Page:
Currency crisis

Currency crisis

A currency crisis, which is also called a balance-of-payments crisis, is a sudden devaluation of a currency caused by chronic balance-of-payments deficits which usually ends in a speculative attack in the foreign exchange market. It occurs when the value of a currency changes quickly, undermining its ability to serve as a medium of exchange or a store of value. Currency crises usually affect fixed exchange rate regimes, rather than floating regimes.

A currency crisis is a type of financial crisis, and is often associated with a real economic crisis. Currency crises can be especially destructive to small open economies or bigger, but not sufficiently stable ones. Governments often take on the role of fending off such attacks by satisfying the excess demand for a given currency using the country's own currency reserves or its foreign reserves (usually in the United States dollar, Euro or Pound sterling).

Recessions attributed to currency crises include the 1994 economic crisis in Mexico, 1997 Asian Financial Crisis, 1998 Russian financial crisis, and the Argentine economic crisis (1999-2002).



The currency crises and sovereign debt crises that have occurred with increasing frequency since the Latin American debt crisis of the 1980s have inspired a huge amount of research. There have been several 'generations' of models of currency crises.[1]

First generation

The 'first generation' of models of currency crises began with Paul Krugman's adaptation of Stephen Salant and Dale Henderson's model of speculative attacks in the gold market.[2] In his article,[3] Krugman argues that a sudden speculative attack on a fixed exchange rate, even though it appears to be an irrational change in expectations, can result from rational behavior by investors. This happens if investors foresee that a government is running an excessive deficit, causing it to run short of liquid assets or "harder" foreign currency which it can sell to support its currency at the fixed rate. Investors are willing to continue holding the currency as long as they expect the exchange rate to remain fixed, but they flee the currency en masse when they anticipate that the peg is about to end.

Second generation

The 'second generation' of models of currency crises starts with the paper of Obstfeld (1986).[4] In these models, doubts about whether the government is willing to maintain its exchange rate peg lead to multiple equilibria, suggesting that self-fulfilling prophecies may be possible, in which the reason investors attack the currency is that they expect other investors to attack the currency.

Third generation

'Third generation' models of currency crises have explored how problems in the banking and financial system interact with currency crises, and how crises can have real effects on the rest of the economy.[5]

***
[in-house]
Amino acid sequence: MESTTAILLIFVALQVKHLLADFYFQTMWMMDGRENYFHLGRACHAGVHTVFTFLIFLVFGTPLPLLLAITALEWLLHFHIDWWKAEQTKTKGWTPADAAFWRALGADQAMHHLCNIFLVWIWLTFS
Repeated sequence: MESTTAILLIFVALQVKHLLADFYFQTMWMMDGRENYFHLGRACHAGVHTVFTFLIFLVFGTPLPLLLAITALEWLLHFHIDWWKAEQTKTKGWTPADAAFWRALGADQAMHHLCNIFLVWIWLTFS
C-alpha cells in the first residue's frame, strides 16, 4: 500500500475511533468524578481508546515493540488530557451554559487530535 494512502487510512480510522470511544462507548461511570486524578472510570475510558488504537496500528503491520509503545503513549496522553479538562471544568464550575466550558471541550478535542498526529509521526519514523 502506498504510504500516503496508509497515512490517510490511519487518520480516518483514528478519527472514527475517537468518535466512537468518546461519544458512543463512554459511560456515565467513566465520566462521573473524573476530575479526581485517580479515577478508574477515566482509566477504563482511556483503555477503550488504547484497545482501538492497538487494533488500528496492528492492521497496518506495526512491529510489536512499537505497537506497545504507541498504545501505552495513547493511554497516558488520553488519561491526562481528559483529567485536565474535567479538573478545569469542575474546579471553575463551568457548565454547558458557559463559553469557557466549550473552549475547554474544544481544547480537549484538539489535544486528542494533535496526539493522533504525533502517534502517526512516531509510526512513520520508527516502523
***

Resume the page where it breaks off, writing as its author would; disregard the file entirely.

McKinnon & Pill (1996), Krugman (1998), Corsetti, Pesenti, & Roubini (1998) suggested that "over borrowing" by banks to fund moral hazard lending was a form of hidden government debts (to the extent that governments would bail out failing banks).

Radelet & Sachs (1998) suggested that self-fulfilling panics that hit the financial intermediaries, force liquidation of long run assets, which then "confirms" the panics.

Chang and Velasco (2000) argue that a currency crisis may cause a banking crisis if local banks have debts denominated in foreign currency,[6]

Burnside, Eichenbaum, and Rebelo (2001 and 2004) argue that a government guarantee of the banking system may give banks an incentive to take on foreign debt, making both the currency and the banking system vulnerable to attack.[7][8]

Krugman(1999)[9] suggested another two factors, in an attempt to explain the Asian financial crisis: (1) firms' balance sheets affect their ability to spend, and (2) capital flows affect the real exchange rate. (He proposed his model as "yet another candidate for third generation crisis modeling" (p32)). However, in his model, banking system plays no role. His model led to the policy prescription: impose a curfew on capital flight which was implemented by Malaysia during the Asian financial crisis.

See also

Related economic crises

External links


  1. ^ Craig Burnside, Martin Eichenbaum, and Sergio Rebelo (2008), 'Currency crisis models', New Palgrave Dictionary of Economics, 2nd ed.
  2. ^ Stephen Salant and Dale Henderson (1978), "Market anticipations of government policies and the price of gold." Journal of Political Economy 86, pp.627-48
  3. ^ Paul Krugman (1979), 'A model of balance-of-payments crises'. Journal of Money, Credit, and Banking 11, pp. 311-25.
  4. ^ Maurice Obstfeld (1986), 'Rational and self-fulfilling balance-of-payments crises'. American Economic Review 76 (1), pp. 72-81.
  5. ^ R. Chang and A. Velasco (2001), 'A model of currency crises in emerging markets'. Quarterly Journal of Economics 116 (2), pp. 489-517.
  6. ^ R. Chang and A. Velasco (2000), 'Financial fragility and the exchange rate regime'. Journal of Economic Theory 92, pp. 1-34.
  7. ^ C. Burnside, M. Eichenbaum, and S. Rebelo (2001), 'Hedging and financial fragility in fixed exchange rate regimes'. European Economic Review 45, pp. 1151-93.
  8. ^ C. Burnside, M. Eichenbaum, and S. Rebelo (2004), 'Government guarantees and self-fulfilling speculative attacks'. Journal of Economic Theory 119, pp. 31-63.
  9. ^ Balance Sheets, the Transfer Problem, and Financial Crises. International Finance and Financial Crises: Essays in Honor of Robert P. Flood, Jr. Bosten: Kluwer Academic, 31-44.

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